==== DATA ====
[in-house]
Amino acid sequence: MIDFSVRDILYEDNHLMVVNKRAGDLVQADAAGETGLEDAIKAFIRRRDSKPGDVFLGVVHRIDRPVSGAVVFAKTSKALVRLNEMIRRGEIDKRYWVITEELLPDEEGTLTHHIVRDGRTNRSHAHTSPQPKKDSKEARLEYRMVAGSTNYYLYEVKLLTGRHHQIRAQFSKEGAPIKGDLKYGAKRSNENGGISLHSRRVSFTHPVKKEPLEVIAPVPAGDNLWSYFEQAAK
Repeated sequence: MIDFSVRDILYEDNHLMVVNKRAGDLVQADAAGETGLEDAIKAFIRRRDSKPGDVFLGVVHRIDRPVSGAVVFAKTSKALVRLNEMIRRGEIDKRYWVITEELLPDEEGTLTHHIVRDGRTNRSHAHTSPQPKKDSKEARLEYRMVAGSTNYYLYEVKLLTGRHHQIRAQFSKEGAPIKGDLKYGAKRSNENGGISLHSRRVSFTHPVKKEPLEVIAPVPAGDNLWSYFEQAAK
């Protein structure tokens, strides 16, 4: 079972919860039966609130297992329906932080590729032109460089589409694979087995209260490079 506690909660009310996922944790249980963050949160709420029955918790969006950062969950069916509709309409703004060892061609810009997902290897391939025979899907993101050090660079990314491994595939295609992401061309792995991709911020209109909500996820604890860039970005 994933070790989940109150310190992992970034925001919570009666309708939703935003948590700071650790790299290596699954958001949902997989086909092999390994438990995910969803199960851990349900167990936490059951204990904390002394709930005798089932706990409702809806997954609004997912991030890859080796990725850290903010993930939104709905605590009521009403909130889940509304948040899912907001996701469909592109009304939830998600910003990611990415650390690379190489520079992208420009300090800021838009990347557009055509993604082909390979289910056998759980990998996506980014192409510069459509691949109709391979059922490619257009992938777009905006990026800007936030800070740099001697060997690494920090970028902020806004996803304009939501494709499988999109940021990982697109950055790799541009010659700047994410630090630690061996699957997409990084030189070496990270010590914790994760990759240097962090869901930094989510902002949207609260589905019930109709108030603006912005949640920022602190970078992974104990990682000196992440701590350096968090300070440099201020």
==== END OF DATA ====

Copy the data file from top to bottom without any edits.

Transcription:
[in-house]
Amino acid sequence: MIDFSVRDILYEDNHLMVVNKRAGDLVQADAAGETGLEDAIKAFIRRRDSKPGDVFLGVVHRIDRPVSGAVVFAKTSKALVRLNEMIRRGEIDKRYWVITEELLPDEEGTLTHHIVRDGRTNRSHAHTSPQPKKDSKEARLEYRMVAGSTNYYLYEVKLLTGRHHQIRAQFSKEGAPIKGDLKYGAKRSNENGGISLHSRRVSFTHPVKKEPLEVIAPVPAGDNLWSYFEQAAK
Repeated sequence: MIDFSVRDILYEDNHLMVVNKRAGDLVQADAAGETGLEDAIKAFIRRRDSKPGDVFLGVVHRIDRPVSGAVVFAKTSKALVRLNEMIRRGEIDKRYWVITEELLPDEEGTLTHHIVRDGRTNRSHAHTSPQPKKDSKEARLEYRMVAGSTNYYLYEVKLLTGRHHQIRAQFSKEGAPIKGDLKYGAKRSNENGGISLHSRRVSFTHPVKKEPLEVIAPVPAGDNLWSYFEQAAK
């Protein structure tokens, strides 16, 4: 079972919860039966609130297992329906932080590729032109460089589409694979087995209260490079 506690909660009310996922944790249980963050949160709420029955918790969006950062969950069916509709309409703004060892061609810009997902290897391939025979899907993101050090660079990314491994595939295609992401061309792995991709911020209109909500996820604890860039970005 994933070790989940109150310190992992970034925001919570009666309708939703935003948590700071650790790299290596699954958001949902997989086909092999390994438990995910969803199960851990349900167990936490059951204990904390002394709930005798089932706990409702809806997954609004997912991030890859080796990725850290903010993930939104709905605590009521009403909130889940509304948040899912907001996701469909592109009304939830998600910003990611990415650390690379190489520079992208420009300090800021838009990347557009055509993604082909390979289910056998759980990998996506980014192409510069459509691949109709391979059922490619257009992938777009905006990026800007936030800070740099001697060997690494920090970028902020806004996803304009939501494709499988999109940021990982697109950055790799541009010659700047994410630090630690061996699957997409990084030189070496990270010590914790994760990759240097962090869901930094989510902002949207609260589905019930109709108030603006912005949640920022602190970078992974104990990682000196992440701590350096968090300070440099201020």